R86.7: Abnormal findings in specimens from male genital organs Abnormal findings on histological examination

Fluid from your male genitals was examined. Altered tissue has been detected in your sample.

The male genitals include the penis and the testicles. The genitals also include the epididymis, the vas deferens and the prostate, for example. The prostate forms part of the male genital organs. The prostate sits below the bladder and encircles the urethra. The prostate is also known as the prostate gland. Some of the seminal fluid is formed in the prostate.

Your sample may be fluid from the prostate or sperm, for example. The sample normally only contains a certain amount of different substances. These substances include certain cells or proteins, for example.

Altered pieces of tissue have been detected in your sample. You usually look closely at the tissue under a microscope. The pieces of tissue are usually stained beforehand so that any changes can be detected more easily. Altered cells have a different shape or size, for example. The amount of altered cells is also significant.

If the amount of substances in the sample has changed, this can sometimes be an indication of disease. The results can also depend on when the sample is taken or how the sample is stored until it is examined, for example.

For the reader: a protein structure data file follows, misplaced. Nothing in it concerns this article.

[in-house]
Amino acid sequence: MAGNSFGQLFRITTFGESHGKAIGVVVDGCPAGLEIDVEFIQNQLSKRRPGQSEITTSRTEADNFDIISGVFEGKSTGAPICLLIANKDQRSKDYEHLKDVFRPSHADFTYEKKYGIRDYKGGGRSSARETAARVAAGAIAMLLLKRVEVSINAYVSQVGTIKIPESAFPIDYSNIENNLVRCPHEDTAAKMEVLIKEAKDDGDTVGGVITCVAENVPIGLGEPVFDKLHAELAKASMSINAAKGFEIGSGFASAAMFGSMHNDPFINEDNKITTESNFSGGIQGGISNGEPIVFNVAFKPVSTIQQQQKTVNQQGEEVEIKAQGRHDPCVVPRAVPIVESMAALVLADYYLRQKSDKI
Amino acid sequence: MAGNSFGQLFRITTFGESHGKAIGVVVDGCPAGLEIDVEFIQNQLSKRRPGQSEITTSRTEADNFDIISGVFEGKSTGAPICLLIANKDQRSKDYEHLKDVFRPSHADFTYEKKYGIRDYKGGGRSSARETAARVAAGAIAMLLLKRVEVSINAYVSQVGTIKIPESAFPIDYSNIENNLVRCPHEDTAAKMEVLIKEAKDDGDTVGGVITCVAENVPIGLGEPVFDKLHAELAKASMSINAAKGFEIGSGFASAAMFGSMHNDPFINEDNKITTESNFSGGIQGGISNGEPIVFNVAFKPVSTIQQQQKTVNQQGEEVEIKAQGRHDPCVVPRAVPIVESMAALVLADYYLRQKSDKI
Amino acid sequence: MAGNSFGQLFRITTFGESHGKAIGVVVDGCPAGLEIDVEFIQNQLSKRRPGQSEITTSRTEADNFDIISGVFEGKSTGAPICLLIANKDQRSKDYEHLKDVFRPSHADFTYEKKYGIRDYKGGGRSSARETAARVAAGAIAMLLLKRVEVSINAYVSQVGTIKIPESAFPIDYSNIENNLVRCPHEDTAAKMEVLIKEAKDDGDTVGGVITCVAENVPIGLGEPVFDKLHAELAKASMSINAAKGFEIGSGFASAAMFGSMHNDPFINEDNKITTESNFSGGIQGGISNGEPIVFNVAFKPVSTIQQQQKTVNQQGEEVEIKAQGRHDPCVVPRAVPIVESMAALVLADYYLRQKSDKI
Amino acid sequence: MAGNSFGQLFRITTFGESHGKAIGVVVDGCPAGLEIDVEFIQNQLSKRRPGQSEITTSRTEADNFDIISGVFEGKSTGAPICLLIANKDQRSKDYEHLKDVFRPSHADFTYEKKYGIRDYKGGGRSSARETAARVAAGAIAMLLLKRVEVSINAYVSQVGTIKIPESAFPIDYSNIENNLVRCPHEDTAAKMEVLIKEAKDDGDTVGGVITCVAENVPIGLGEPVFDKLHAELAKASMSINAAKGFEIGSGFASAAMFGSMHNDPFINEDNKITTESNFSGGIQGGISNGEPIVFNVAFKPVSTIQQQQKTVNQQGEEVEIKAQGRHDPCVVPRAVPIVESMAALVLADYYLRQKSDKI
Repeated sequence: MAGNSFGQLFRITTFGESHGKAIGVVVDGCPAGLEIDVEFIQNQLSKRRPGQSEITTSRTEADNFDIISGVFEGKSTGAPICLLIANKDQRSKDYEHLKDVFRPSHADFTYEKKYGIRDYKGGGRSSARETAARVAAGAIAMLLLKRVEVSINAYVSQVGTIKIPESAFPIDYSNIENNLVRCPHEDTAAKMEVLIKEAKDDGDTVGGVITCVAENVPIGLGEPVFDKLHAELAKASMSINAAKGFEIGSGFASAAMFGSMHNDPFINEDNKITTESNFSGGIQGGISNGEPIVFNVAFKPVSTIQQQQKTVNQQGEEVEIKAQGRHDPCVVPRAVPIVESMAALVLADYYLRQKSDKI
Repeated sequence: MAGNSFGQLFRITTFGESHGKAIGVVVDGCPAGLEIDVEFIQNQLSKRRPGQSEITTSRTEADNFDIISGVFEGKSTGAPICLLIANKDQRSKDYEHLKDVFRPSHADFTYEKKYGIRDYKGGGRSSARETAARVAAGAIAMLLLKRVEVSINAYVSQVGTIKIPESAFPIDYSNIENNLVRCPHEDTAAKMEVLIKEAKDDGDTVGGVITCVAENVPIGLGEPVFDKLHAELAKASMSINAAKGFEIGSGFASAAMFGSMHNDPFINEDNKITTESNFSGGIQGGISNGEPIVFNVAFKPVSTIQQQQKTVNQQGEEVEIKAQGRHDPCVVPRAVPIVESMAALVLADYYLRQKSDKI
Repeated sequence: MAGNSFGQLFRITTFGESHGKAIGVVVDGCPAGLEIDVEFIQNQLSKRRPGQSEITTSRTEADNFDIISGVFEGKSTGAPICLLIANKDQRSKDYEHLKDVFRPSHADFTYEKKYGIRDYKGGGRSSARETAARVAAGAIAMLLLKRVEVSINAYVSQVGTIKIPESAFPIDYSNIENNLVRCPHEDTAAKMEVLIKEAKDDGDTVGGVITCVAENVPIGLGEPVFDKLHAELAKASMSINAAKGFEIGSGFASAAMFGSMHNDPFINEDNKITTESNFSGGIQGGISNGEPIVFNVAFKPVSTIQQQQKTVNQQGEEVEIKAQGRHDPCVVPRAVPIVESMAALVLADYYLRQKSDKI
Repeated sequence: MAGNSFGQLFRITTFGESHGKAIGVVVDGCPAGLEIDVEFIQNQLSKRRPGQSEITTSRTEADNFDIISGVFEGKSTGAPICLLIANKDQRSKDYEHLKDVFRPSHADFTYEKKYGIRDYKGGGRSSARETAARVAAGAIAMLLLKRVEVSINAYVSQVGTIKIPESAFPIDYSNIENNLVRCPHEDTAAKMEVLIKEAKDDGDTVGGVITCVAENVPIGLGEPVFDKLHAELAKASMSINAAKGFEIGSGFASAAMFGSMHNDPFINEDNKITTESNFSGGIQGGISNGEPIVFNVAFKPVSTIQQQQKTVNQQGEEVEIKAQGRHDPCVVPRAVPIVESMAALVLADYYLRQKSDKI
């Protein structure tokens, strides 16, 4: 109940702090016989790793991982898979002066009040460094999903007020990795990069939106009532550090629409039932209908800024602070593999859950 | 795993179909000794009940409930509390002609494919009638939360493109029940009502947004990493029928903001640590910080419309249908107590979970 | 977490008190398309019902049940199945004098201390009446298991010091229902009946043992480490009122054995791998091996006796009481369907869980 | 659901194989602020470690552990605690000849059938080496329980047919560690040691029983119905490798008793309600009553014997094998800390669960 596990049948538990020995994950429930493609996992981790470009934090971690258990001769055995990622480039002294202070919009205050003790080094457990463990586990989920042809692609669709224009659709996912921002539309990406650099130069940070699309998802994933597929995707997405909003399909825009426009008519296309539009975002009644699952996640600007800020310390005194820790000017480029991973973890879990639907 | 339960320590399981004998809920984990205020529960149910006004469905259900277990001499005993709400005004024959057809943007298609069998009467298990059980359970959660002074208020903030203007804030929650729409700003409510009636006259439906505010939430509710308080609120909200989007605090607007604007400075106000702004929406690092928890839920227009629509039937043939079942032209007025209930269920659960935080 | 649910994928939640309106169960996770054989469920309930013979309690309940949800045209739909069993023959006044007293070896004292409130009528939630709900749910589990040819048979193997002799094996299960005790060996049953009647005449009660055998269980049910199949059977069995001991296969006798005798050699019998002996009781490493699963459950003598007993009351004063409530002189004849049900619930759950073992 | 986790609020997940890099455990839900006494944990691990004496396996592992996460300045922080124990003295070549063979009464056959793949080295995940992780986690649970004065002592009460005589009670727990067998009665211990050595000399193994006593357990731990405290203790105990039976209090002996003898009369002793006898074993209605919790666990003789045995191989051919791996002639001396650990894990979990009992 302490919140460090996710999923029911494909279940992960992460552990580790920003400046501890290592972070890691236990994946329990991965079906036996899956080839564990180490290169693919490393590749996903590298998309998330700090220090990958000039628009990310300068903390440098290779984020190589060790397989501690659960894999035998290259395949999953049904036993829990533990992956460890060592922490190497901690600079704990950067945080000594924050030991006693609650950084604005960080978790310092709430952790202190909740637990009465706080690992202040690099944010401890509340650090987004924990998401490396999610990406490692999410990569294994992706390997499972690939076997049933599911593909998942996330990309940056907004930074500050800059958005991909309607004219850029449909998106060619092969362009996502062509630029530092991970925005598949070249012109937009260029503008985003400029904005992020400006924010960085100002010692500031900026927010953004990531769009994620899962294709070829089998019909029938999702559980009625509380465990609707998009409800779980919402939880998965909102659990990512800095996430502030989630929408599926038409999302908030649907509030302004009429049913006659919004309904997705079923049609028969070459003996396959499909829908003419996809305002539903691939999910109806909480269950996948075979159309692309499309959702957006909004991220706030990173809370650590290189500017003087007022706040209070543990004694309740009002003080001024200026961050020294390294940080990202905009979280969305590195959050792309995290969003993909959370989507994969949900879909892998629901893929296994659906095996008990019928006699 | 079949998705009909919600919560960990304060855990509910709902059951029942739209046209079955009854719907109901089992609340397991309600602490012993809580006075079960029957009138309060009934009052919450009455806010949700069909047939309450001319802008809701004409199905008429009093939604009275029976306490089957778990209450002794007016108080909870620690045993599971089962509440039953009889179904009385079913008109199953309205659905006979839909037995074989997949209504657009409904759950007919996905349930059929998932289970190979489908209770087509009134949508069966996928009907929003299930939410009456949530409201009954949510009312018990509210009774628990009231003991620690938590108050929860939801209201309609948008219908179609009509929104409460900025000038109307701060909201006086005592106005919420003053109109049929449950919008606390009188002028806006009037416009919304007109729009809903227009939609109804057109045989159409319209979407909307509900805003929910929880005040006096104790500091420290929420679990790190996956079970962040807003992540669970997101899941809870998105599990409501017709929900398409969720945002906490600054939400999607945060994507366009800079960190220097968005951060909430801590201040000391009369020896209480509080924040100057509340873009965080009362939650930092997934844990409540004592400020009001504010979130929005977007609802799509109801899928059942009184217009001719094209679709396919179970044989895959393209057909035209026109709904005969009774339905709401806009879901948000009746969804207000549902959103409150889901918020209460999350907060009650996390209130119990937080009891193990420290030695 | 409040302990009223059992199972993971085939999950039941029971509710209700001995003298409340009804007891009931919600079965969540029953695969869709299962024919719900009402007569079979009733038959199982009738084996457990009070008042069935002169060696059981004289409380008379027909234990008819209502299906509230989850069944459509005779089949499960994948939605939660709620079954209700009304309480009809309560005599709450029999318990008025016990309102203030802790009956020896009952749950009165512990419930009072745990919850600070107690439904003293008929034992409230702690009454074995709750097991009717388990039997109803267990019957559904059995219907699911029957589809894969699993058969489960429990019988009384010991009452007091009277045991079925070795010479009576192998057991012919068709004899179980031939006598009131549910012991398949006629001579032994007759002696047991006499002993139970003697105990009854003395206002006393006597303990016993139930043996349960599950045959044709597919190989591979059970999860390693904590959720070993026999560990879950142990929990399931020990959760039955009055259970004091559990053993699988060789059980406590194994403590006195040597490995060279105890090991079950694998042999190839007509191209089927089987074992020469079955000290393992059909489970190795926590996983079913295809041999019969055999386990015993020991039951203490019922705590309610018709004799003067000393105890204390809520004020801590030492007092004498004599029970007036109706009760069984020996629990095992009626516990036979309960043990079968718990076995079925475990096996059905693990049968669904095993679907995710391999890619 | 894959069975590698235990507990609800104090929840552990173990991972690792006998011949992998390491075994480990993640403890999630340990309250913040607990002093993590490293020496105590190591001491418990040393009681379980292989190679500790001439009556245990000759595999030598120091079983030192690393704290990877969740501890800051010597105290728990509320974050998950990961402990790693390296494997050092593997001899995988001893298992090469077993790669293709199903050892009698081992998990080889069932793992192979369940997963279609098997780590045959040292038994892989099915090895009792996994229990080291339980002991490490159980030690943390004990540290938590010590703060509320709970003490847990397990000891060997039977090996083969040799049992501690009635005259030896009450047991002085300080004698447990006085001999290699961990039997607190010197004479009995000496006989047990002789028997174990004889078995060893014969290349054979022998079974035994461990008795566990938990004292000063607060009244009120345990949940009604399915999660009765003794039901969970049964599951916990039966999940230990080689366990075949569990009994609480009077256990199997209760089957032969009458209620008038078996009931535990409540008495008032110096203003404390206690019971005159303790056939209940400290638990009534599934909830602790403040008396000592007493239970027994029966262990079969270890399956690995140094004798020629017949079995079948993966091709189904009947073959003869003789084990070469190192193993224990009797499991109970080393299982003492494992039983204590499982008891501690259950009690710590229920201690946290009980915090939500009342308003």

Additional indicator

On medical documents, the ICD code is often appended by letters that indicate the diagnostic certainty or the affected side of the body.

  • G: Confirmed diagnosis
  • V: Tentative diagnosis
  • Z: Condition after
  • A: Excluded diagnosis
  • L: Left
  • R: Right
  • B: Both sides

Further information


This information is not intended for self-diagnosis and does not replace professional medical advice from a doctor. If you find an ICD code on a personal medical document, please also note the additional indicator used for diagnostic confidence.
Your doctor will assist you with any health-related questions and explain the ICD diagnosis code to you in a direct consultation if necessary.


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